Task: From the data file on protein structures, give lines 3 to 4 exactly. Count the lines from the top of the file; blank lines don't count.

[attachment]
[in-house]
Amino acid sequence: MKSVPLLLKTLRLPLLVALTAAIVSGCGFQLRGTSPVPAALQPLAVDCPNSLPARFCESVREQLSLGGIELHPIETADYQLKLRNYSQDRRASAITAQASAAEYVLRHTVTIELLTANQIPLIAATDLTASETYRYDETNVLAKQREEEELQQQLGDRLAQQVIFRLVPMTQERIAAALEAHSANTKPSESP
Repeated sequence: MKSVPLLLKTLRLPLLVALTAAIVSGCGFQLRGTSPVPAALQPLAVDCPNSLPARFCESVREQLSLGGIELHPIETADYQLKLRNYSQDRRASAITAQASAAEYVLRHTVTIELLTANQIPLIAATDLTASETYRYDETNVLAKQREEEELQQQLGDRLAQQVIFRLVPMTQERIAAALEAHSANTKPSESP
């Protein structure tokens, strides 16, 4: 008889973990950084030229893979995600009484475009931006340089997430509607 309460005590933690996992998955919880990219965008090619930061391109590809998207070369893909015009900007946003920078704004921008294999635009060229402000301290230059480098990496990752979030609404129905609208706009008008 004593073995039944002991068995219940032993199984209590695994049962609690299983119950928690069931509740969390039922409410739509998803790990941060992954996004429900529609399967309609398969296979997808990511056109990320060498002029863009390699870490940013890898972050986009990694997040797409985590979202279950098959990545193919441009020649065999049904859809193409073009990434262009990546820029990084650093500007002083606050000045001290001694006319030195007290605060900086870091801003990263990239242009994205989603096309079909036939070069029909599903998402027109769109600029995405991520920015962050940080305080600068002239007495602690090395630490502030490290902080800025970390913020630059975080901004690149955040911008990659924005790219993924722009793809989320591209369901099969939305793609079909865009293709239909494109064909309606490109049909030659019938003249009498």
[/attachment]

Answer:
Repeated sequence: MKSVPLLLKTLRLPLLVALTAAIVSGCGFQLRGTSPVPAALQPLAVDCPNSLPARFCESVREQLSLGGIELHPIETADYQLKLRNYSQDRRASAITAQASAAEYVLRHTVTIELLTANQIPLIAATDLTASETYRYDETNVLAKQREEEELQQQLGDRLAQQVIFRLVPMTQERIAAALEAHSANTKPSESP
């Protein structure tokens, strides 16, 4: 008889973990950084030229893979995600009484475009931006340089997430509607 309460005590933690996992998955919880990219965008090619930061391109590809998207070369893909015009900007946003920078704004921008294999635009060229402000301290230059480098990496990752979030609404129905609208706009008008 004593073995039944002991068995219940032993199984209590695994049962609690299983119950928690069931509740969390039922409410739509998803790990941060992954996004429900529609399967309609398969296979997808990511056109990320060498002029863009390699870490940013890898972050986009990694997040797409985590979202279950098959990545193919441009020649065999049904859809193409073009990434262009990546820029990084650093500007002083606050000045001290001694006319030195007290605060900086870091801003990263990239242009994205989603096309079909036939070069029909599903998402027109769109600029995405991520920015962050940080305080600068002239007495602690090395630490502030490290902080800025970390913020630059975080901004690149955040911008990659924005790219993924722009793809989320591209369901099969939305793609079909865009293709239909494109064909309606490109049909030659019938003249009498």